The Two Popes

Anthony McCarten
Royal & Derngate, Northampton
Everyman Theatre, Cheltenham

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Anton Lesser (Pope Benedict XVI) and Nicholas Woodeson (Cardinal Bergoglio) Credit: Manuel Harlan
Anton Lesser (Benedict) and Nicholas Woodeson (Bergoglio) Credit: Manuel Harlan
Anton Lesser (Benedict) and Nicholas Woodeson (Bergoglio) Credit: Manuel Harlan
Anton Lesser (Benedict) and Angela Jones (nun) Credit: Manuel Harlan

In 2013, the 86-year-old Pope Benedict XVI resigned, something a pontiff had not done for 700 years, but stayed on in the background as ‘Pope Emeritus’. His obvious successor would be cardinal Jorge Bergoglio, the future Pope Francis, but the radical Argentinian, 75, also wanted to step down and had come to Rome hoping Benedict would sign off his retirement.

And so, as Benedict tells him, "I cannot resign unless you agree to stay." Their discussion about the role of the church and each man’s fitness to lead it is at the heart of Anthony McCarten’s gripping and at times harrowing play, later adapted for the Oscar-winning film.

The two men could not be more different—Benedict cold, ultra-Conservative, contemptuous of change, other-worldly, longing to retreat to his Bavaria of books, cats, Mozart, and peasant soups, the tango-dancing, one-time Marxist cardinal charismatic, radical, frustrated at the Vatican’s refusal to adapt to the modern world.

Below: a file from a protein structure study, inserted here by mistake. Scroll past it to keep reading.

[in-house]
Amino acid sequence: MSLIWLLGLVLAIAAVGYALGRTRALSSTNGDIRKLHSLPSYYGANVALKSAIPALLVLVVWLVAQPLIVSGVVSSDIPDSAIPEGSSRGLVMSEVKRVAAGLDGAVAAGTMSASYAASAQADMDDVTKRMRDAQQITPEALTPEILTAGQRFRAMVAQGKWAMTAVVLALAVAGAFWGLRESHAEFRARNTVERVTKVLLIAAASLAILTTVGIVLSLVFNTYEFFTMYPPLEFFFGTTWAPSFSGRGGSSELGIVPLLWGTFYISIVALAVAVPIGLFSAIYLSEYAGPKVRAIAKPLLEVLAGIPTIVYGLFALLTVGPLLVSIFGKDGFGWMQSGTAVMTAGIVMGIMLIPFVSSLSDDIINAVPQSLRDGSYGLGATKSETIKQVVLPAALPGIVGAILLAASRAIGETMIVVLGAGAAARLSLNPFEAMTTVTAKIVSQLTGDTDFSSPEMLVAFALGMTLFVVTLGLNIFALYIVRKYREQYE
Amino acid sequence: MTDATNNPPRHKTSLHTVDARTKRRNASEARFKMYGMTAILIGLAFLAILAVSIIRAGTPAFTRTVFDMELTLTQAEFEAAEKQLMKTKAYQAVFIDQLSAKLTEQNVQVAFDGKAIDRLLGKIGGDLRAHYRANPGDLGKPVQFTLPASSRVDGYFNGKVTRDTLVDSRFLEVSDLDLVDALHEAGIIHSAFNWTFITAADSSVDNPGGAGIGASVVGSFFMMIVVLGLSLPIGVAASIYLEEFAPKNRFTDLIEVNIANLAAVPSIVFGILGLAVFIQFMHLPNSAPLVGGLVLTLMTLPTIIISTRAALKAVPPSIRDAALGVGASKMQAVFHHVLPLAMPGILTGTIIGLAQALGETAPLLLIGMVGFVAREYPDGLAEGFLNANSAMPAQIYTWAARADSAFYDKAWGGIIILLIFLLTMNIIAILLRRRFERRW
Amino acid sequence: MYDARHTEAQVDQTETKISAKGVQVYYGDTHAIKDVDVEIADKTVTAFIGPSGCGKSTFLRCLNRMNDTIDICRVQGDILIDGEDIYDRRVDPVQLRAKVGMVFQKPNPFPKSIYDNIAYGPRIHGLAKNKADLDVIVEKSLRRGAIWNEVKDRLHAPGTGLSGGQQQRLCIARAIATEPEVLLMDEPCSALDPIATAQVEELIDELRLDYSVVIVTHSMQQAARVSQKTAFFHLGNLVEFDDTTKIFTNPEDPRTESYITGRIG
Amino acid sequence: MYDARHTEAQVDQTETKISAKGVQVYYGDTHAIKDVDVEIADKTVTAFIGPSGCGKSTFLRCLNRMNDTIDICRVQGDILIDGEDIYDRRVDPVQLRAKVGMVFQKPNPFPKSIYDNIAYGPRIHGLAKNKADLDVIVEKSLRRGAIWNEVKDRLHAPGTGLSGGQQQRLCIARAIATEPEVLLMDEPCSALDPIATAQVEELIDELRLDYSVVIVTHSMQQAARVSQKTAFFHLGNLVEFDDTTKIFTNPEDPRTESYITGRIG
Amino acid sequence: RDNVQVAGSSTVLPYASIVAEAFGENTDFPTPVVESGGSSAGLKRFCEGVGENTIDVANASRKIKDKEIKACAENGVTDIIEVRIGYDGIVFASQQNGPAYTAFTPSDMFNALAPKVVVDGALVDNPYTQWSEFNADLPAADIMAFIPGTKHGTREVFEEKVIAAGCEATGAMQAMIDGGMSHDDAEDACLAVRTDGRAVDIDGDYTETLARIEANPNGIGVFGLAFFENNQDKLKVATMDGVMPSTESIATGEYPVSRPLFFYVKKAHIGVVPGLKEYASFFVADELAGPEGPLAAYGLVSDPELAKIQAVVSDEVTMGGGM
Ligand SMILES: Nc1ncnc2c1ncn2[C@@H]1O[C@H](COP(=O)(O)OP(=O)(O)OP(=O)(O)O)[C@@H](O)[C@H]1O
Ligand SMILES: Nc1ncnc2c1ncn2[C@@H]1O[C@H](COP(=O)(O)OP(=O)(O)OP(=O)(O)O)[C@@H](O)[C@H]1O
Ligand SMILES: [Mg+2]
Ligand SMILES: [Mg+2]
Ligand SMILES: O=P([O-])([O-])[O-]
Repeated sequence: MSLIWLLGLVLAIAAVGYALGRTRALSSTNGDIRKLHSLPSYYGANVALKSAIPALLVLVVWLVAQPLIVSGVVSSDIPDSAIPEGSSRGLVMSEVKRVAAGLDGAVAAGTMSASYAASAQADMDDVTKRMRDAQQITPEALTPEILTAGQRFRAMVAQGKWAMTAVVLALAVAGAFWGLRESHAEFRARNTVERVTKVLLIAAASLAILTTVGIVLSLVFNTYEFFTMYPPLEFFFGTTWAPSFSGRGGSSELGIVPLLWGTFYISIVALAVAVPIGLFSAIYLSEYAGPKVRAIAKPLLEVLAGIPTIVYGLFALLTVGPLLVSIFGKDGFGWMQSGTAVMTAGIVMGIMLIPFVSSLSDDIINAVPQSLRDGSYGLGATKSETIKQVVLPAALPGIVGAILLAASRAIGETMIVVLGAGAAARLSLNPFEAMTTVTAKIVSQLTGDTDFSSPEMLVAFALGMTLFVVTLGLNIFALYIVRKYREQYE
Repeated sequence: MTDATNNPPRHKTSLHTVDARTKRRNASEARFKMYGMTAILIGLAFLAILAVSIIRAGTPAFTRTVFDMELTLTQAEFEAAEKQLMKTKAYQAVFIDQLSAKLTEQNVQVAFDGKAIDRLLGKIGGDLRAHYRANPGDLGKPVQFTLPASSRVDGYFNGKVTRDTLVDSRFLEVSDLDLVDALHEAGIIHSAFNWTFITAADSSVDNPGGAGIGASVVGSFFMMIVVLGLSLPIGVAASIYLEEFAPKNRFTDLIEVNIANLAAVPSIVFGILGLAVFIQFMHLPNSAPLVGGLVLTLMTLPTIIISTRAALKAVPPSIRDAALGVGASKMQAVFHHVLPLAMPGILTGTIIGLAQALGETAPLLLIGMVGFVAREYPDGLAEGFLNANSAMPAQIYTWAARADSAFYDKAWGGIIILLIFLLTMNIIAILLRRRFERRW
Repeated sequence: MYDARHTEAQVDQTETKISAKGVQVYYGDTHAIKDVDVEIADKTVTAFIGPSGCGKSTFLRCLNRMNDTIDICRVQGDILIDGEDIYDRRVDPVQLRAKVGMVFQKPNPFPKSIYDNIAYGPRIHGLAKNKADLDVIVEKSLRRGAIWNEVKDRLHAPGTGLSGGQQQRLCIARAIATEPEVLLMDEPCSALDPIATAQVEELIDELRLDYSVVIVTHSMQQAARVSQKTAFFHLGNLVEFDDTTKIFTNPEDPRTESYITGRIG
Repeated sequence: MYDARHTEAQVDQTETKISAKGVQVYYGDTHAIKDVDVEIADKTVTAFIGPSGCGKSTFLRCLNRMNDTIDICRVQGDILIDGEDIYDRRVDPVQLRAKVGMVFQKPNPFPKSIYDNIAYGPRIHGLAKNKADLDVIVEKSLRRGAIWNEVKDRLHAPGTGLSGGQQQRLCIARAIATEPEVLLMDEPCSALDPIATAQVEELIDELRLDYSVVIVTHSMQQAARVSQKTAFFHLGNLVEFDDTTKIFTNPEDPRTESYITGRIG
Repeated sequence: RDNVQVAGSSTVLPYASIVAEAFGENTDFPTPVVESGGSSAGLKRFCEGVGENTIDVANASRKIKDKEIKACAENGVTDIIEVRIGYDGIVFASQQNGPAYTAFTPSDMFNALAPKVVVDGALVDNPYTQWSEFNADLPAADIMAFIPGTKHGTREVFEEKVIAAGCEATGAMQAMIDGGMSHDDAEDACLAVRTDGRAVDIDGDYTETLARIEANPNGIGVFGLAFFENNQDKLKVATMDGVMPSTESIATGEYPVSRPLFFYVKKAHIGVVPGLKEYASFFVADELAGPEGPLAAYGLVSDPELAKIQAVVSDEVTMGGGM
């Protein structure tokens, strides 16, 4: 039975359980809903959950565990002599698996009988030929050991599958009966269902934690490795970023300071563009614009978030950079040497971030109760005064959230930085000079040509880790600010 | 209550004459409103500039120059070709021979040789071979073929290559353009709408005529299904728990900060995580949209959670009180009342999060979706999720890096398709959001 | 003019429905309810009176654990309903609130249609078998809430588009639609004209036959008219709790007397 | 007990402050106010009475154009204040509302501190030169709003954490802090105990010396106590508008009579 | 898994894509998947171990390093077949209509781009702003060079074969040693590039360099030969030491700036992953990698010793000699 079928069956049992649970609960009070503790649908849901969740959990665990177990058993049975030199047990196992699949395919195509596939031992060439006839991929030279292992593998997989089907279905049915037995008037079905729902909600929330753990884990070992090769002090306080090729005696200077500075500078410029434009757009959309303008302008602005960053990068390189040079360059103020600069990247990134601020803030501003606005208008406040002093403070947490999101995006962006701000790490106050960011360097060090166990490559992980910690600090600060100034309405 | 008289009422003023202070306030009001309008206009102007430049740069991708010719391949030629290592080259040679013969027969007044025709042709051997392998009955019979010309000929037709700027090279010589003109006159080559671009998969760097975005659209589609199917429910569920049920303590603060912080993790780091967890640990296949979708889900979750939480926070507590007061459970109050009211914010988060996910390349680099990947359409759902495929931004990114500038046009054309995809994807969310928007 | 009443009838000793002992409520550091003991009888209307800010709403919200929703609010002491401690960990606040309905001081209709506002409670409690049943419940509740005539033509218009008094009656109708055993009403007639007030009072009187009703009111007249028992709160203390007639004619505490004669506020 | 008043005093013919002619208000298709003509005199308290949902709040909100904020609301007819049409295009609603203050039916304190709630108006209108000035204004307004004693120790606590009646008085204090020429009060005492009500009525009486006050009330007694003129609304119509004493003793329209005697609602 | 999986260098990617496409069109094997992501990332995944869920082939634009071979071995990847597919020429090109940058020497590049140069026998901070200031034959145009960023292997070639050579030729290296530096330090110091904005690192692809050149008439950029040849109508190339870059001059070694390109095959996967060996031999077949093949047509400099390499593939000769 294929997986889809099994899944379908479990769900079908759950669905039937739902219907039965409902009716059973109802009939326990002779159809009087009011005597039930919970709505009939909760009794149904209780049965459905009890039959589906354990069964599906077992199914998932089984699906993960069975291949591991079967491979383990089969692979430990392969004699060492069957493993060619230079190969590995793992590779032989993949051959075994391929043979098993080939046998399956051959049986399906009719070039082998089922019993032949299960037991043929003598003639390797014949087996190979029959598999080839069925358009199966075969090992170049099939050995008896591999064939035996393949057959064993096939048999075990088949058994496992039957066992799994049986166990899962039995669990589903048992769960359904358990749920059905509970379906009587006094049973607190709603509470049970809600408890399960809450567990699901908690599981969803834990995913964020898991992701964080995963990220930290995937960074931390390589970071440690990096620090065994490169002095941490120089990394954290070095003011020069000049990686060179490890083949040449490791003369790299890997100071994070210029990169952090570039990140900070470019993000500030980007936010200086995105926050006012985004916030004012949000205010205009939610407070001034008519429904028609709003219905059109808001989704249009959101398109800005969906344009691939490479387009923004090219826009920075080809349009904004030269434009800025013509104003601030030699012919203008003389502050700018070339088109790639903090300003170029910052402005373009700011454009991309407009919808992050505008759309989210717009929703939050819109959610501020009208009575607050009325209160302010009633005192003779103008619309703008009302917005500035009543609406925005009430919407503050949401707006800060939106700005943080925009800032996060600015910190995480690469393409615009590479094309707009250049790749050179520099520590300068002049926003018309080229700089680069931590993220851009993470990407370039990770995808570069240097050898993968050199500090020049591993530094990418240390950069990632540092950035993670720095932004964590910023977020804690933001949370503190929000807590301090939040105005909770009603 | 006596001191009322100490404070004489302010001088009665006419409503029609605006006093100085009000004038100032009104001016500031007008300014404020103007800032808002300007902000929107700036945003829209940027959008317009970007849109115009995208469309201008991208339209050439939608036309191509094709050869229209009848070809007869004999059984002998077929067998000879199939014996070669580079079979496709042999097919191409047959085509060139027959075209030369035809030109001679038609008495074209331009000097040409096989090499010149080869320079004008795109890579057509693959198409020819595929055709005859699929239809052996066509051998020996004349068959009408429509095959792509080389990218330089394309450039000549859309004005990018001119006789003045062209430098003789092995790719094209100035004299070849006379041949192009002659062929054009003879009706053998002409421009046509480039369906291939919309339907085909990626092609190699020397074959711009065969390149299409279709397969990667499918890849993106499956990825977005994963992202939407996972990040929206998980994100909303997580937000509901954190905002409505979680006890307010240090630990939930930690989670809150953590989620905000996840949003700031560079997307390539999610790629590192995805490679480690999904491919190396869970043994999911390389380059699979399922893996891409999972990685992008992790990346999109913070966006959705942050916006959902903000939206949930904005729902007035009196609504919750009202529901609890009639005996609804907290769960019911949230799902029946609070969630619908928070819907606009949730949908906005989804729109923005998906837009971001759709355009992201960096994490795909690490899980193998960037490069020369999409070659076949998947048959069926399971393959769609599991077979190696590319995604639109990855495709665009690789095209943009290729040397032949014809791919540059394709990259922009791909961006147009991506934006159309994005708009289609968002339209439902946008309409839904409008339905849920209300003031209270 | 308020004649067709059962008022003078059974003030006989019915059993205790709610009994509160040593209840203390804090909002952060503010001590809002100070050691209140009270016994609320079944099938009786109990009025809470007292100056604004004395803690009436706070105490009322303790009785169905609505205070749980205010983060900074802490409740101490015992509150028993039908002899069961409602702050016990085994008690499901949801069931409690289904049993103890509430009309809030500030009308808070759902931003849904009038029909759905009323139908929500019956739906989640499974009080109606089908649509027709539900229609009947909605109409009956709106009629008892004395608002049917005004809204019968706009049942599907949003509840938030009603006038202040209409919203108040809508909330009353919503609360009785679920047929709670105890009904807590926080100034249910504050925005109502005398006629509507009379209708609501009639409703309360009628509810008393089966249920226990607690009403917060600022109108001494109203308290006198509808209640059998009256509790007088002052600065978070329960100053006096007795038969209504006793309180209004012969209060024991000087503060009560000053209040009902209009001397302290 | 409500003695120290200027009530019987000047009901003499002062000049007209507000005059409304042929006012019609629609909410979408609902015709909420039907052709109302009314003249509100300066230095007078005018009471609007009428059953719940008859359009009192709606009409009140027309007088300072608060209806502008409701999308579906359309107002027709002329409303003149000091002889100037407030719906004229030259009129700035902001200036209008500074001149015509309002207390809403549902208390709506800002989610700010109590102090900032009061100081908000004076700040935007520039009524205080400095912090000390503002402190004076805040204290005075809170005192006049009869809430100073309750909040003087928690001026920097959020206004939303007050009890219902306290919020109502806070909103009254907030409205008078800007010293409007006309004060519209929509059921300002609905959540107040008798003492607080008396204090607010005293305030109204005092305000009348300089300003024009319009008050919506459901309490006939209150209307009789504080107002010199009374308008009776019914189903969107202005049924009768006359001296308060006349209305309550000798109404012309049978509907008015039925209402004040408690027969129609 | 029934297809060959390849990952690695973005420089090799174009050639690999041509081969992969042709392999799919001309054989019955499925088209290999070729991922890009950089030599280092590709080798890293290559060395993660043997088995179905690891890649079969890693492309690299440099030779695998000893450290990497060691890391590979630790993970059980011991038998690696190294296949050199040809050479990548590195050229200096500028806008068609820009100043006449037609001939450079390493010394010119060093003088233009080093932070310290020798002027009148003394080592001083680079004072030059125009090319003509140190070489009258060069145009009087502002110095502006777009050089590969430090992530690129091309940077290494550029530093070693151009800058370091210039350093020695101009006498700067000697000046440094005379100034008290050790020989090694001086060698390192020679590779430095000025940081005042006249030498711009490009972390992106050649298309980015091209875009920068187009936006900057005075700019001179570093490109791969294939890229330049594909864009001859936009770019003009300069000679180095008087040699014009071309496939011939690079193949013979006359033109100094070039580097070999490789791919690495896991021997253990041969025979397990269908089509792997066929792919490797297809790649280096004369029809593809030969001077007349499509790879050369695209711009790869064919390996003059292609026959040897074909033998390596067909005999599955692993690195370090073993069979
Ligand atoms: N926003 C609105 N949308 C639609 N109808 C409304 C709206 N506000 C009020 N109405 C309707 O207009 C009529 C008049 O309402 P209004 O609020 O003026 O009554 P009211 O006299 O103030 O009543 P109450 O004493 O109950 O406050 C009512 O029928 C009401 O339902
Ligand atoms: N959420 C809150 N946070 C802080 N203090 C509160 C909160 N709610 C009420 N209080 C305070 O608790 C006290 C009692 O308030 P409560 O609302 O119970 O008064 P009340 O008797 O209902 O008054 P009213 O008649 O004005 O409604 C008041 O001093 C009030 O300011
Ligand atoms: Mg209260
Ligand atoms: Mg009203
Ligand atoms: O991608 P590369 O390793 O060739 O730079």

The church is in trouble, but faced with loss of faith in the west, corruption in the Vatican bank, widespread child abuse and questions regarding divorce and celibacy, we first see Anton Lesser’s Benedict proudly proclaiming he has reached page 455 of his theological treatise. Even Lynsey Beauchamp as his devoted Sister Brigitta asks: "Is this the best use of your time?"

Bergoglio, on the other hand, played by Nicholas Woodeson, comes onto the stage, microphone in hand, addressing the poor people of Buenos Aires to whom he has devoted his life.

Neither Brigitta nor Sister Sophia, her opposite number in the cardinal’s court, appear in the film, but their roles here reflect the attitudes of their masters. For while Brigitta shares Benedict’s love of the quiet life, Sophia, played by Leaphia Darko, has been inspired to become a nun by Bergoglio’s denunciation of the crimes of big business.

Arguments are traded back and forth, about continuity versus change, about duty and the role of the church in society, but the play is as much about human frailties as about theology, and with two of Britain’s finest actors on top form, the script fizzes with life as the two men confess their failures.

Benedict knows he has been ineffective, unloved, and stands wraith-like, abandoned at the end, having been accused, in one slightly awkward line I suspect of having been inserted recently, of supporting ‘trickle-down’ religion.

It’s hard to admire the man, yet Lesser’s pained expression, his tone of apology for himself and his German jokes—they "don’t have to be funny"—evoke compassion for this sad figure.

Woodeson gives a towering performance, his confession of having collaborated with the junta, having taken tea with the loathsome General Galtieri, is riveting. His action saved the lives of all his Jesuits, but not other priests, two of whom were tortured, for five MONTHS, he snarls. You could feel the effect ripple through the theatre.

Reviewer: Colin Davison